By John O'Leary. This was originally posted on JohnOLearyInspires.com. When John O'Leary was 9 years old, he suffered burns over 100% of his body and was expected to die. He is now an inspirational speaker and bestselling author, teaching more than 50,000 people around the world each year how to live inspired. John's first book, ON FIRE: The 7 Choices to Ignite a Radically Inspired Life was published March 15, 2016. John is a contributing writer for Huff Post and Parade.com. John is a proud husband and father of four and resides in St. Louis, MO. Order John’s book today anywhere books are sold.
“Gosh Dad, is everything bad? Are we going to be okay?”
These were the questions my son, Patrick, asked last week as we watched the evening news. The entire coverage was on COVID-19. For weeks now, story after story features the infection spread, the death totals, the carnage caused and the projected devastation looming.
Although it’s impossible to underestimate how tragic this pandemic is, a little context in understanding our media is also important.
Harvard Business Review reported that more than 94% of stories shared by the media are negative – that’s a stunningly high 19 of every 20 stories. And that stat is from 2017 – when markets were at all-time highs, unemployment at historic lows, and the notion of a global pandemic unimaginable for most of us.
Because what we choose to focus on expands within our consciousness, it’s highly likely that reading all those negative articles, watching your cable news and becoming a stay-at-home, self-taught epidemiology expert will trigger growing depression for today and hopelessness for tomorrow.
My friends, the negative bias promoted by media and echoed in social media feeds is far from an accurate barometer of the world in which we reside.
The media highlights exponential virus spread, growing death totals and expanding joblessness. They focus all of their attention – and ours – on the missteps of local leaders and the mishandling by national politicians. They stoke the embers of fear and despair.
There are few stories celebrating the global rise in recovered cases, the expanding capabilities around testing and treating, the dramatic increases in the production of masks and respirators, or the generosity of sovereign countries and less devastated states deploying their resources to hotbed areas. They overlook the countless stories of first responders, health care professionals, custodians, grocery store workers, truck drivers and ordinary heroes showing up daily to keep our nations advancing forward. And there’s rarely a mention of the prodigious effort undertaken by our amazing teachers to radically reorganize lesson plans to guide their students (and their overwhelmed parents!) through the crisis.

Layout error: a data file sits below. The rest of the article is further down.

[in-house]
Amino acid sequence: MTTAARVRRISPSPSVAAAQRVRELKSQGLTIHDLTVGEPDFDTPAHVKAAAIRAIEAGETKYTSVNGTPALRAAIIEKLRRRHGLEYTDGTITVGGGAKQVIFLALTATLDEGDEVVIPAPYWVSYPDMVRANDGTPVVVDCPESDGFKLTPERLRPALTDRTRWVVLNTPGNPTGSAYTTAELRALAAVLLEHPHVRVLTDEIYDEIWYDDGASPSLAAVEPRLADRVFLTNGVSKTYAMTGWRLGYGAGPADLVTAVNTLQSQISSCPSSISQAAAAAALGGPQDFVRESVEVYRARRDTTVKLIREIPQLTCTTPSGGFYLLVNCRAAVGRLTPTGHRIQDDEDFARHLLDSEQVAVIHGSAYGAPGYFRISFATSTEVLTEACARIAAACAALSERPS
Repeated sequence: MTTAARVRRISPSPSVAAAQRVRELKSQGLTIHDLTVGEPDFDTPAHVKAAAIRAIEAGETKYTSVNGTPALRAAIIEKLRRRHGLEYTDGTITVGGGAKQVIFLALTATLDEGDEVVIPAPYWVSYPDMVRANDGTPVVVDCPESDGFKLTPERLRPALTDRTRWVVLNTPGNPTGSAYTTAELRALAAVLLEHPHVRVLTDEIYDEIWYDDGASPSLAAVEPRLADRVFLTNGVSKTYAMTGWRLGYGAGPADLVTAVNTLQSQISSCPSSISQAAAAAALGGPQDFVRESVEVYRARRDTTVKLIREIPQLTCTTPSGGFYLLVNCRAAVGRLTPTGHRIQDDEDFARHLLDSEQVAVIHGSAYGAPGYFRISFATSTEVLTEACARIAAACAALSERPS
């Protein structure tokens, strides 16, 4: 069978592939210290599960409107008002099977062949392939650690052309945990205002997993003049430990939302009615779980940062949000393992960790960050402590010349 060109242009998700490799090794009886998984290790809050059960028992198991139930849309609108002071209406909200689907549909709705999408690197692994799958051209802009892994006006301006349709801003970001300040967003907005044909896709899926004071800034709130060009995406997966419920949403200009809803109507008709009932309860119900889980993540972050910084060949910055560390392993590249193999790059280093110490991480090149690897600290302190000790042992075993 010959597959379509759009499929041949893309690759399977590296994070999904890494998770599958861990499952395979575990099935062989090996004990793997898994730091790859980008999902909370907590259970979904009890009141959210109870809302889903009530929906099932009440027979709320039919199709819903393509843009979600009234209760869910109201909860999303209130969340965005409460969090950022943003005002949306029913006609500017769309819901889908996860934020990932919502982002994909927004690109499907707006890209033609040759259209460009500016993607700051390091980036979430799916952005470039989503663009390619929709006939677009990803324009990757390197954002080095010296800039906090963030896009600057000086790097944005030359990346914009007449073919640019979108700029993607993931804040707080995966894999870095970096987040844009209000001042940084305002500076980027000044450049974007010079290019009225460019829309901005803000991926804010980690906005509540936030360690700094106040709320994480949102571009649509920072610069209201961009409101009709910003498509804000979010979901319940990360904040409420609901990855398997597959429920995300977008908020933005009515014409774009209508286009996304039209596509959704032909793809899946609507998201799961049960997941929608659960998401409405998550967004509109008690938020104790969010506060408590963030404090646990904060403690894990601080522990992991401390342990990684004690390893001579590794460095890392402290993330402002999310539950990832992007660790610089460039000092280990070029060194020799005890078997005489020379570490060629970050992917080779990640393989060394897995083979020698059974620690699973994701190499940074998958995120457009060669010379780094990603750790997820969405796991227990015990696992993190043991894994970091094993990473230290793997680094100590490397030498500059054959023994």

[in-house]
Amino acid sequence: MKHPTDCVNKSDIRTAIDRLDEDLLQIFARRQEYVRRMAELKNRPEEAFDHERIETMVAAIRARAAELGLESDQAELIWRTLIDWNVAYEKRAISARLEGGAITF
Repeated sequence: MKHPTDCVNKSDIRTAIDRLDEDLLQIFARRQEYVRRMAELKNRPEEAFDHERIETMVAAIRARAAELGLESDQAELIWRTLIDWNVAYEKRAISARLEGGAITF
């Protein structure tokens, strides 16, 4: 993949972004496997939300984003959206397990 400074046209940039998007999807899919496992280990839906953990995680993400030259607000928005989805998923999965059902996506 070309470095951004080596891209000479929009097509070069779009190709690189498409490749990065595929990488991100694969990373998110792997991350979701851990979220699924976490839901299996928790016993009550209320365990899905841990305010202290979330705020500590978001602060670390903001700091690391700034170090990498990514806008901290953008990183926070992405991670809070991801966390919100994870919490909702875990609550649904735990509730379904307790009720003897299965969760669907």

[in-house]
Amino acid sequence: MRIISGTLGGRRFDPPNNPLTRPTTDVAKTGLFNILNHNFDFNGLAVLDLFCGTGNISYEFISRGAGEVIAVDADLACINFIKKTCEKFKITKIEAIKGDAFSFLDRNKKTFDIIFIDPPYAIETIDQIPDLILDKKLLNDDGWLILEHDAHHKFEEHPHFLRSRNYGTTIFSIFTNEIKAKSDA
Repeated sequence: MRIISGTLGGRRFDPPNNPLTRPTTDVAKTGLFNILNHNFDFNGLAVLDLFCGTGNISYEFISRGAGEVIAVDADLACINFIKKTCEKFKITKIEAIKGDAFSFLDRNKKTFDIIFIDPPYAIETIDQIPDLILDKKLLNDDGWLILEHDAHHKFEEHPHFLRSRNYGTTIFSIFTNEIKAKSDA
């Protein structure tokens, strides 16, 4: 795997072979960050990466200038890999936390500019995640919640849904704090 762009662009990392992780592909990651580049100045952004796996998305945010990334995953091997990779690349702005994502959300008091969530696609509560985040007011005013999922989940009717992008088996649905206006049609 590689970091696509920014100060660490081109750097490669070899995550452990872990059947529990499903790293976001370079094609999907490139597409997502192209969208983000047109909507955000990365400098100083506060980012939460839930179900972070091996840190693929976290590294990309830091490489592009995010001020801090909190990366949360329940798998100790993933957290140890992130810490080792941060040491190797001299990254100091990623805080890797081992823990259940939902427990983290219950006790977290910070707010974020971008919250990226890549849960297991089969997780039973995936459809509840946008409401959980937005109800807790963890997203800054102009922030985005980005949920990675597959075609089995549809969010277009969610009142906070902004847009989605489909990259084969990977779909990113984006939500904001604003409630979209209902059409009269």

Even during simpler times, the need to notice the good was too often overlooked by so many searching for the bad. To counteract the negativity being broadcast in 1986, the legendary Mr. Fred Rogers wrote an op-ed. Included were these words:
I was spared from any great disasters when I was little, but there was plenty of news of them in newspapers and on the radio, and there were graphic images of them in newsreels.
For me, as for all children, the world could have come to seem a scary place to live. But I felt secure with my parents, and they let me know that we were safely together whenever I showed concern about accounts of alarming events in the world.
There was something else my mother did that I’ve always remembered: “Always look for the helpers,” she’d tell me. “There’s always someone who is trying to help.”
I did, and I came to see that the world is full of doctors and nurses, police and firemen, volunteers, neighbors and friends who are ready to jump in to help when things go wrong.
In the midst of a global pandemic, perhaps we should consider not only tracking all the figures around mortality and contagion, but also the recovery rate and the vast majority of individuals are choosing to surrender their personal needs and desires while practicing social distancing in order to benefit others.
We know that whatever we choose to water, grows. We realize that whatever we pay attention to and focus on gets bigger. And we choose today to attend to what we want, not to what we fear or despise.
We can choose to not only can flatten the curve but create a movement that reminds the world: In spite of today’s adversity, there are helpers showing up, there’s reason for hope and there remains certainty that the best is yet to come.
This is your day. Live Inspired.
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